Global Policy Forum

Nigeria’s Oil Disasters are Met by Silence

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This Guardian opinion pieces examines the reason for “nonexistent” outrage against the last month’s Royal Dutch Shell oil spill in Nigeria. Shell and its sister oil companies are rarely scrutinized or penalized (except in the most exceptional cases, like the BP oil disaster) for their ongoing exploitation and degradation of the environment. The lack of political will, media coverage, and international assistance demonstrates how the international community privileges large oil corporations at the expense of the environment and the Nigerian people.


By Michael Keating

January 9, 2012

In 2010 the world watched in horror as the Gulf of Mexico filled with 5m barrels of oil from an undersea leak caused by the careless handling of equipment on the part of BP and its partner Halliburton. Shocking images of uncontrolled spillage erupting from the ocean floor travelled around the world for weeks, sparking a media frenzy, a range of stern governmental responses and a huge amount of public outrage. BP has spent millions on the clean-up and millions more on a public relations campaign, all in an effort to repair the damage it caused to the Gulf but also to its image and, perhaps more importantly for BP, to its share price.

Last month, on the other side of the Atlantic, the oil giant Royal Dutch Shell's operation caused from 1m to 2m gallons of oil to spill into the ocean off the coast of Nigeria, also as the result of an industrial accident. It was the worst spill in Nigeria in 13 years in a part of that country where the oil and gas industry has been despoiling the environment for more than 50 years, on a scale that dwarfs the Deepwater Horizon spill in the Gulf of Mexico by a wide margin. Shell claims it has completely cleaned up the mess, but villages counterclaim the oil has been washing up on their coastline. The world's media seem to be uninterested in checking the facts.

You may wonder where the outrage against Shell is? To say that it is nonexistent except for a few responses from the environmental community would be an understatement. The simple fact is that Shell and its "sisters" in the West African oil patches are rarely scrutinised except in the most egregious cases – which this one surely is – and the world seems to simply expect that the people of Nigeria should live with these sorts of occurrences because they unfortunately lack the political and media clout to do otherwise.

In any other region of the world the behaviour of the companies involved would result in major sanctions and criminal prosecutions. Hundreds of square miles of sensitive coastal wetlands have been poisoned, perhaps forever. Fishing areas have been turned into toxic waste zones. Village life has been grotesquely refashioned as a result of flaring gas fumes and pipelines that sometimes run through people's homes. Disease, birth-defects and chronic illnesses are all part and parcel of an unregulated industry that operates outside the range of global media but with the full complicity of the Nigerian government that wants nothing whatsoever to upset its unctuous cash-cow.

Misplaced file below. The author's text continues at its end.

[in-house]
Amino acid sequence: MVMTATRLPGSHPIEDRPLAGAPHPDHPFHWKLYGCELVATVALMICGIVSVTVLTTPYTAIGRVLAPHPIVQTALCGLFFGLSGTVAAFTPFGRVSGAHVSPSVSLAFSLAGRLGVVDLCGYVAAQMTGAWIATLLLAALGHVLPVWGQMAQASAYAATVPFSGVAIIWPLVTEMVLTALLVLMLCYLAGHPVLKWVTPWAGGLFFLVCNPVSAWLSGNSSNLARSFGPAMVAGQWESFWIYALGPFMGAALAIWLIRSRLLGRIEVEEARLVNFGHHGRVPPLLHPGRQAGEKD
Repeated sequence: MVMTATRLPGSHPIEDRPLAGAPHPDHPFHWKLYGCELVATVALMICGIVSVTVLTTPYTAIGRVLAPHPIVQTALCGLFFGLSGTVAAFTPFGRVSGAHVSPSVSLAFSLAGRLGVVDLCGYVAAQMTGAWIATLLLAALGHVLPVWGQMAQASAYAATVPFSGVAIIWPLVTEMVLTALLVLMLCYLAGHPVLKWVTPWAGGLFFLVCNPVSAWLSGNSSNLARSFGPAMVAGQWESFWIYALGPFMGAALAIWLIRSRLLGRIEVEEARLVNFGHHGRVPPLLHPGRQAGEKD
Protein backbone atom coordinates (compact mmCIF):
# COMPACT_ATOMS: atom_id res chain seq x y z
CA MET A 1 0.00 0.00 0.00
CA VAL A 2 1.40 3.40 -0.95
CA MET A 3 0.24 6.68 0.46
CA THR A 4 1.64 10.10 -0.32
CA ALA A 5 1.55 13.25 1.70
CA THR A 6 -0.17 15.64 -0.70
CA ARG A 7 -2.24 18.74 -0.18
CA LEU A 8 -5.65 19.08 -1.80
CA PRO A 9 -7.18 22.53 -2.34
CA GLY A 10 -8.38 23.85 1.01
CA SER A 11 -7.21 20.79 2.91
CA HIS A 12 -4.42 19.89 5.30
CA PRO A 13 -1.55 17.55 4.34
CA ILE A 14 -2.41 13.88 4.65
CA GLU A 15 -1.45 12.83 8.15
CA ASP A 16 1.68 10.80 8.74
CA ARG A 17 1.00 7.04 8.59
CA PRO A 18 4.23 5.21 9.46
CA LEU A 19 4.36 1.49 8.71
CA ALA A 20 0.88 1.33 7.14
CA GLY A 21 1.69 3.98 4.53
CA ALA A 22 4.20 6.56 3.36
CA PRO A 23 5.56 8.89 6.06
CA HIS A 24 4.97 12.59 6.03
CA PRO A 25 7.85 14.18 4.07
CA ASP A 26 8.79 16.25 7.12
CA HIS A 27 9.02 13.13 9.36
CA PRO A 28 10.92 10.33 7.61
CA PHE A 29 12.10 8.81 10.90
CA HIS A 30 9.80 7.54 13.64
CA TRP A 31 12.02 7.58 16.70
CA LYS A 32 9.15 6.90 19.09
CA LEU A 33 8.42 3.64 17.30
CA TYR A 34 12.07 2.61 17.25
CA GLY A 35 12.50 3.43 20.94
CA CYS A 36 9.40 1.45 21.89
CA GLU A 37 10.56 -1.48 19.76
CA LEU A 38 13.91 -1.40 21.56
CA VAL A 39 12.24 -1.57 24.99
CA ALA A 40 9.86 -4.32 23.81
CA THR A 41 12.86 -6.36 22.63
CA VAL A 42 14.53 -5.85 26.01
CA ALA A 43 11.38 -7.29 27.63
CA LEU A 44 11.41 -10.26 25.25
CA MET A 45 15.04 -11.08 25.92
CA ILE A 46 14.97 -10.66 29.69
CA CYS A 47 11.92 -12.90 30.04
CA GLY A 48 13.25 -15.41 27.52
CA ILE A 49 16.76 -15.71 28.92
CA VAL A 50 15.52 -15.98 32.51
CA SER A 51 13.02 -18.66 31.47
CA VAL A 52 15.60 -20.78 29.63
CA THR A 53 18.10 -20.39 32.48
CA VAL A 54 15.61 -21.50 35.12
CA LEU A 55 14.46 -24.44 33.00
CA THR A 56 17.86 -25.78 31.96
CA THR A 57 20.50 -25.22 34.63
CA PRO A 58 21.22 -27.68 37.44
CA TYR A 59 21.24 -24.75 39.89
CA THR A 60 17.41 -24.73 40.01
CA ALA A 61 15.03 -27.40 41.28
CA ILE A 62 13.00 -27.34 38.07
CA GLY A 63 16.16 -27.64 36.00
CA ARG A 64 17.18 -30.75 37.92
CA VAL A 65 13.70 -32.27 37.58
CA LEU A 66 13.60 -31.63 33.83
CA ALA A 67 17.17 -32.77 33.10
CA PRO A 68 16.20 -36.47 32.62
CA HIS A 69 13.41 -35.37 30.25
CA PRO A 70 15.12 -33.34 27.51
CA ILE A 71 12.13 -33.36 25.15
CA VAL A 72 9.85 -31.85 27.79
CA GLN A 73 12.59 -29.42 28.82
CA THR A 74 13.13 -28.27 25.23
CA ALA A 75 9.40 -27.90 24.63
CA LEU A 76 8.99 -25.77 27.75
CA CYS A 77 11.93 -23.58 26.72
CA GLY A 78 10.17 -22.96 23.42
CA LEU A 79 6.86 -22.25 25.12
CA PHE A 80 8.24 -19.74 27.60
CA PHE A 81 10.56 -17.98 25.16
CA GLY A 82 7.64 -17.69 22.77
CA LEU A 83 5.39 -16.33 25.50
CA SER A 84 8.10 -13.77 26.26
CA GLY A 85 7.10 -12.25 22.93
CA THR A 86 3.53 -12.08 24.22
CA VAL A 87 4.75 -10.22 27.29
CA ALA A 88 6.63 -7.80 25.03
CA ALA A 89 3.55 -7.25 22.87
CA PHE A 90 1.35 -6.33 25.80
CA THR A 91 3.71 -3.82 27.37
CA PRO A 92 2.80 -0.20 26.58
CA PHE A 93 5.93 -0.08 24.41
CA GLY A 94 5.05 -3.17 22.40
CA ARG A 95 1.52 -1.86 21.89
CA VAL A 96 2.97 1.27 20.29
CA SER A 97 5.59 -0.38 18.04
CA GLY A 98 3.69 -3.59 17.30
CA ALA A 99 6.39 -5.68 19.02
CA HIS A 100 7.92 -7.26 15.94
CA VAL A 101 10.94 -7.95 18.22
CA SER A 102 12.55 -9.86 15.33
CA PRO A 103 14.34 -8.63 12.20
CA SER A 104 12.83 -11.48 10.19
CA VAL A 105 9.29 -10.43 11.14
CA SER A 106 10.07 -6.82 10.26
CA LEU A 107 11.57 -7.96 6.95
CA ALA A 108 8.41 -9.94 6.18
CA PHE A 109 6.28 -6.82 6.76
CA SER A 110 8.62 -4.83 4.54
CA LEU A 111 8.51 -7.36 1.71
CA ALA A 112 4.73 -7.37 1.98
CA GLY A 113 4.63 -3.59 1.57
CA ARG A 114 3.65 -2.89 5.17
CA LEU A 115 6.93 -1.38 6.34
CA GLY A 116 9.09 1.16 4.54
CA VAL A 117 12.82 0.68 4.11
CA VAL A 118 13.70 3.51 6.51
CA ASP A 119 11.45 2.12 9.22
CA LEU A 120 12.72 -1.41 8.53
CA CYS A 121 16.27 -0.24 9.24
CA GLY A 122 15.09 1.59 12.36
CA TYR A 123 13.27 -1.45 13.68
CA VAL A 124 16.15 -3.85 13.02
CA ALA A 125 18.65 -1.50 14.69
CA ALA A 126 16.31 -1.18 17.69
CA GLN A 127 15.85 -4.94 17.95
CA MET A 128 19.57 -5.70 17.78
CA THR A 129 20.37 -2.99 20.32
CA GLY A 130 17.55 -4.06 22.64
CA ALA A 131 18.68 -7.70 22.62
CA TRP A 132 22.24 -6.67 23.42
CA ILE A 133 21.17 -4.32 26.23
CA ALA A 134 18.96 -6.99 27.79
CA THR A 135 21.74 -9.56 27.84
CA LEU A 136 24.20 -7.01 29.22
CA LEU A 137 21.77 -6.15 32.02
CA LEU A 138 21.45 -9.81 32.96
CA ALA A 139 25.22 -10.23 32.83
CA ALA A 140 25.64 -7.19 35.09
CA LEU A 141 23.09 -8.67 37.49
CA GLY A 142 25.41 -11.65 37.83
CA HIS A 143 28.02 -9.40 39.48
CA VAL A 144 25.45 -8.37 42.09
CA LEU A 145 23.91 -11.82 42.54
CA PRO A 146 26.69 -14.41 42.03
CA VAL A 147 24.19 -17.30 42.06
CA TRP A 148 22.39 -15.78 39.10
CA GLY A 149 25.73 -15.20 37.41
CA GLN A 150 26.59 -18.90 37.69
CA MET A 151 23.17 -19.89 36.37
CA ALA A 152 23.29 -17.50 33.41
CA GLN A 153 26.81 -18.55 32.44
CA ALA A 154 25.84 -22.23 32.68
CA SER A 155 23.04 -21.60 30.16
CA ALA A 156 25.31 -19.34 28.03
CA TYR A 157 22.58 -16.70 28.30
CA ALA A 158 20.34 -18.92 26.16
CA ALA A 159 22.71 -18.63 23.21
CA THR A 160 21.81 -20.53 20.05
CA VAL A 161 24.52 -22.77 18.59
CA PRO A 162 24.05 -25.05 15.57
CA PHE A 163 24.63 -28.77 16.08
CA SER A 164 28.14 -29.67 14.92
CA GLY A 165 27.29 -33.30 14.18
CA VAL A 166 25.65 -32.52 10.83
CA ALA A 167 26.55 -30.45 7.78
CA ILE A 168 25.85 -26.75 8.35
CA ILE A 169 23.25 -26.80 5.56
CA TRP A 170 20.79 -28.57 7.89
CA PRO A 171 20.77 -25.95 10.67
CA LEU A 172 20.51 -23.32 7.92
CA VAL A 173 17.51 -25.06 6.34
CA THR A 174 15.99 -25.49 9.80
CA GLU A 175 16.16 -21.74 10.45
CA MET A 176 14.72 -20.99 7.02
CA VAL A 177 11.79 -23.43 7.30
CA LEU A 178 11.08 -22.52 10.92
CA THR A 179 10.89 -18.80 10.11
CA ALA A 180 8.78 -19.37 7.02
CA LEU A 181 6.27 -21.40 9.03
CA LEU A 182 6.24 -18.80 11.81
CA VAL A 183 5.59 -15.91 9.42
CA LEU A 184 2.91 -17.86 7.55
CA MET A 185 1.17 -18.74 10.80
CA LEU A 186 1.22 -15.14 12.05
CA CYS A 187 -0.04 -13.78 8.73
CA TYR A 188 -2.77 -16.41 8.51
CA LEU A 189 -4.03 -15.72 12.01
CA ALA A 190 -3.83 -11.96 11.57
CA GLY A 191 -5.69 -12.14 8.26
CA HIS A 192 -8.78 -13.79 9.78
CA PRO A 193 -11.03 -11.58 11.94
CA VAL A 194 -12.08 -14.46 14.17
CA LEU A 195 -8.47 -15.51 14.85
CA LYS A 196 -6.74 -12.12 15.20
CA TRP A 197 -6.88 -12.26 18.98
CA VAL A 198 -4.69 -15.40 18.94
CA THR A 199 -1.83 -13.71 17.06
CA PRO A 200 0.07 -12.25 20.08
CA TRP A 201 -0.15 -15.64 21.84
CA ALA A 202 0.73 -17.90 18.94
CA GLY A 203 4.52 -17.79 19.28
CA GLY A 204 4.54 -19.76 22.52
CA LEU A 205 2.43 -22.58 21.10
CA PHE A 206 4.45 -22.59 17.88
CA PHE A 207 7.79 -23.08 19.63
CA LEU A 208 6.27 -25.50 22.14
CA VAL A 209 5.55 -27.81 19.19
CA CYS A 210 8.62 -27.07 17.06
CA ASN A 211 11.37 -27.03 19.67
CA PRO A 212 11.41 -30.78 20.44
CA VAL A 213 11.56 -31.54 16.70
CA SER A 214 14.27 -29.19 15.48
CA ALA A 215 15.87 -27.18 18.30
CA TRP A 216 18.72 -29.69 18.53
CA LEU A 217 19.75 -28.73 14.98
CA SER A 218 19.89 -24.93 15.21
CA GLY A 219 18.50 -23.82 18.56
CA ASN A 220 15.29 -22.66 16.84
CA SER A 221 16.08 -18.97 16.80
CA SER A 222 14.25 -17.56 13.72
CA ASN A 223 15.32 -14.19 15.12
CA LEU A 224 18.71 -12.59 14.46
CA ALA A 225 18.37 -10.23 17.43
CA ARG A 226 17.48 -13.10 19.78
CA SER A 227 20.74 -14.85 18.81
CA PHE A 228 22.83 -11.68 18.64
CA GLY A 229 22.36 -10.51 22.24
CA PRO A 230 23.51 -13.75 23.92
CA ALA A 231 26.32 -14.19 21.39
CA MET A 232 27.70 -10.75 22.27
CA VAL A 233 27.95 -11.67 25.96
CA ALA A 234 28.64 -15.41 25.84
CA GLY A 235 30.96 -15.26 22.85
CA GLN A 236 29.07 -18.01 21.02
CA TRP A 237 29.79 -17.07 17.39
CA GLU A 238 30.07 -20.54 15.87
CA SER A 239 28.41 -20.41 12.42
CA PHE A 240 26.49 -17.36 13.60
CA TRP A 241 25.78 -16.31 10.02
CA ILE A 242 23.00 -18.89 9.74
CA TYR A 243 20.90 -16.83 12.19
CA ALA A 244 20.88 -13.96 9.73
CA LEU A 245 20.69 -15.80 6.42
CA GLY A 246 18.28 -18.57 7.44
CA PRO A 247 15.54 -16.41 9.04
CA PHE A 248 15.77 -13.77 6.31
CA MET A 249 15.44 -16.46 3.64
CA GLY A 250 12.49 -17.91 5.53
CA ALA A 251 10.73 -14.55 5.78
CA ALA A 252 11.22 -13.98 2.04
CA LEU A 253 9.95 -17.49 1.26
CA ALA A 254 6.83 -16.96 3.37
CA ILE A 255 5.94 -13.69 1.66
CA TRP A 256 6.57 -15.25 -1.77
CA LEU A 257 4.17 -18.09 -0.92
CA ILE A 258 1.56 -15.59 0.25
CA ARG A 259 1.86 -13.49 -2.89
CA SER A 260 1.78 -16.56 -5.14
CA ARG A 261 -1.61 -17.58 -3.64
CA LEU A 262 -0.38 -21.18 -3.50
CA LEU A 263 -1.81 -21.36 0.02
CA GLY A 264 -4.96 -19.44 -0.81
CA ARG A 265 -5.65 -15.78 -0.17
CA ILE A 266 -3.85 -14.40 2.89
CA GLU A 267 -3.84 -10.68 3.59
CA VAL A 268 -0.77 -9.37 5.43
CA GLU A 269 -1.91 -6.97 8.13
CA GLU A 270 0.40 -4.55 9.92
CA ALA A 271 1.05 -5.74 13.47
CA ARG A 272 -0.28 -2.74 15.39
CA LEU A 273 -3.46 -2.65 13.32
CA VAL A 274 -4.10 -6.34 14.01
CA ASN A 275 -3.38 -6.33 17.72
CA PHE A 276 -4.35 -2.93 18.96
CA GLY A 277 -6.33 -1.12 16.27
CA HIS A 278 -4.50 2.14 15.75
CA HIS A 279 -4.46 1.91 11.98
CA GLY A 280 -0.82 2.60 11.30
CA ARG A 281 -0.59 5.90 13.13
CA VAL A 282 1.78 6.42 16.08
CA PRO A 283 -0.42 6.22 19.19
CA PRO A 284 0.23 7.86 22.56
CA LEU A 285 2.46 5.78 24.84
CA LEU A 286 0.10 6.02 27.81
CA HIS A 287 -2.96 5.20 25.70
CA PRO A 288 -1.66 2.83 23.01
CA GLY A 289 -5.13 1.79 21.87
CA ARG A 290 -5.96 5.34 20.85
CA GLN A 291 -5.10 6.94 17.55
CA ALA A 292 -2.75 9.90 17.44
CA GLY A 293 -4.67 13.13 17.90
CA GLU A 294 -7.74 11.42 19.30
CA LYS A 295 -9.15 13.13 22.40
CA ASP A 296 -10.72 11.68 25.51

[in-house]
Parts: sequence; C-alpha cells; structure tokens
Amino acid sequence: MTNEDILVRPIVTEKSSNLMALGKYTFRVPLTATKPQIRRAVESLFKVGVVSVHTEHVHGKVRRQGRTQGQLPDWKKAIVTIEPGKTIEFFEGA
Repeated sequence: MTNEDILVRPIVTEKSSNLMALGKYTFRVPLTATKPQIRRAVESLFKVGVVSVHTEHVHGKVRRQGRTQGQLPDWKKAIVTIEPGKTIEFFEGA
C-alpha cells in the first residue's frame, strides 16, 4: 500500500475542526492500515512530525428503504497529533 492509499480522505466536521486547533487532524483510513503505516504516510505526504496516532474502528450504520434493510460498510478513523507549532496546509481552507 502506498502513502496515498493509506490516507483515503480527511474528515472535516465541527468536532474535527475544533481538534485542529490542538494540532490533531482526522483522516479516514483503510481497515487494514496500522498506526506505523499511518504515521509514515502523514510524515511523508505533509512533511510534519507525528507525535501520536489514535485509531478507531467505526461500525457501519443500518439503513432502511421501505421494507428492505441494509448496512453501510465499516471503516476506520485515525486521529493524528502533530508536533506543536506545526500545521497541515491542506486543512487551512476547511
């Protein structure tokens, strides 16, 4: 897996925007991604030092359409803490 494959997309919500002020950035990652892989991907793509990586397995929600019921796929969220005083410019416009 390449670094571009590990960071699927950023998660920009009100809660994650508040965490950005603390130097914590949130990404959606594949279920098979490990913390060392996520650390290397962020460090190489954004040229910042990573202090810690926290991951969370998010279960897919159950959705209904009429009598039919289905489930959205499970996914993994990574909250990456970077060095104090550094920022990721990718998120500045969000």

A recent report on the Ogoniland region conducted over a period of 14 months by a team from the United Nations environmental programme suggests that it would take upwards of 30 years to clean up the Niger Delta, with an initial price tag of more than $1bn. However, it is unclear whether Shell or the Nigerian government will put one dollar towards this effort without continuous international pressure.

In 1995, Shell was implicated in the government-sanctioned death by hanging of Nigerian activist Ken Saro-Wiwa who led one of the first and best organised campaigns against the oil giant and its irresponsible behaviour in the Delta, as well as its corrupt practices in its dealing with the Nigerian government. As a result of the outcry that followed the death of Saro-Wiwa, Shell stopped production in the Ogoniland region, but it still maintains – rather poorly, in fact – a large pipeline and storage infrastructure, which are the cause of a continuous stream of oil flowing into the waters surrounding hundreds of desperately poor communities. While Shell claims that most of these spills come from sabotage attacks, the fact is that it does little policing and almost no effort is expended on clean-ups.

This is a circumstance that would simply be impossible in a country with the slightest bit of rule of law or the decency to look after its most vulnerable citizens. Nigeria has been reeling from a series of terrorist attacks on Christian churches, which certainly did capture the world's media attention over the Christmas weekend. However, in the case of this latest oil spill and the hundreds of others that have destroyed the lives of tens of thousands of people, the global media have had very little to say.

Unlike BP's share prices, which plummeted in 2010 after the spill, Shell's have barely had a hiccup. Chalk it up to the difficulty of reporting from such a remote region or chalk it up to racism. Whatever you want to call it, it is a disgrace but also a call to action to anyone who cares about fairness and the health of our planet.

• This article was amended on 9 January 2012. The piece originally opened with the sentence 'In 2010 the world watched in horror as the Gulf of Mexico filled with 5m gallons of oil from an undersea leak caused by the careless handling of equipment on the part of BP and its partner Halliburton.' In fact, the spill was 5m barrels, a much greater volume. This has been corrected.


 

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